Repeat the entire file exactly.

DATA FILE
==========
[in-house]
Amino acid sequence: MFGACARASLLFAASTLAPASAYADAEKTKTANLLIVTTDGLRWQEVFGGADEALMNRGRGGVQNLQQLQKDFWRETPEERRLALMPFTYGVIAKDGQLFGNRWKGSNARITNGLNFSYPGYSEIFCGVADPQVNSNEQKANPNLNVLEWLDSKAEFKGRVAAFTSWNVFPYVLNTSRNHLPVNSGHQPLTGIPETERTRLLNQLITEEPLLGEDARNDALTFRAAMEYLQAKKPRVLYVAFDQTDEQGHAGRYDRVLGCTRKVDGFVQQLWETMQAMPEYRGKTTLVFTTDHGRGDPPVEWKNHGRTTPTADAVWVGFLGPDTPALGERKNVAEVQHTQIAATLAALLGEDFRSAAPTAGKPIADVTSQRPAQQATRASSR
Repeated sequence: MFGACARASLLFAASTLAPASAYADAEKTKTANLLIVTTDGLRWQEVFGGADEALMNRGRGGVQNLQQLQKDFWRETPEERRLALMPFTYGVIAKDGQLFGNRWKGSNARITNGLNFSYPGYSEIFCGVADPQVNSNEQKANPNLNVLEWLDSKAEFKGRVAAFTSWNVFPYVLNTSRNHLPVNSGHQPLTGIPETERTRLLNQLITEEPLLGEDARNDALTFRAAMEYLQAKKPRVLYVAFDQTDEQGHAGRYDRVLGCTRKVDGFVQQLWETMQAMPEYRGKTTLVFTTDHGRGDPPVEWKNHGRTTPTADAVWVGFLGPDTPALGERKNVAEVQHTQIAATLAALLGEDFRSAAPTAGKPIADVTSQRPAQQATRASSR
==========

[in-house]
Amino acid sequence: MFGACARASLLFAASTLAPASAYADAEKTKTANLLIVTTDGLRWQEVFGGADEALMNRGRGGVQNLQQLQKDFWRETPEERRLALMPFTYGVIAKDGQLFGNRWKGSNARITNGLNFSYPGYSEIFCGVADPQVNSNEQKANPNLNVLEWLDSKAEFKGRVAAFTSWNVFPYVLNTSRNHLPVNSGHQPLTGIPETERTRLLNQLITEEPLLGEDARNDALTFRAAMEYLQAKKPRVLYVAFDQTDEQGHAGRYDRVLGCTRKVDGFVQQLWETMQAMPEYRGKTTLVFTTDHGRGDPPVEWKNHGRTTPTADAVWVGFLGPDTPALGERKNVAEVQHTQIAATLAALLGEDFRSAAPTAGKPIADVTSQRPAQQATRASSR
Repeated sequence: MFGACARASLLFAASTLAPASAYADAEKTKTANLLIVTTDGLRWQEVFGGADEALMNRGRGGVQNLQQLQKDFWRETPEERRLALMPFTYGVIAKDGQLFGNRWKGSNARITNGLNFSYPGYSEIFCGVADPQVNSNEQKANPNLNVLEWLDSKAEFKGRVAAFTSWNVFPYVLNTSRNHLPVNSGHQPLTGIPETERTRLLNQLITEEPLLGEDARNDALTFRAAMEYLQAKKPRVLYVAFDQTDEQGHAGRYDRVLGCTRKVDGFVQQLWETMQAMPEYRGKTTLVFTTDHGRGDPPVEWKNHGRTTPTADAVWVGFLGPDTPALGERKNVAEVQHTQIAATLAALLGEDFRSAAPTAGKPIADVTSQRPAQQATRASSR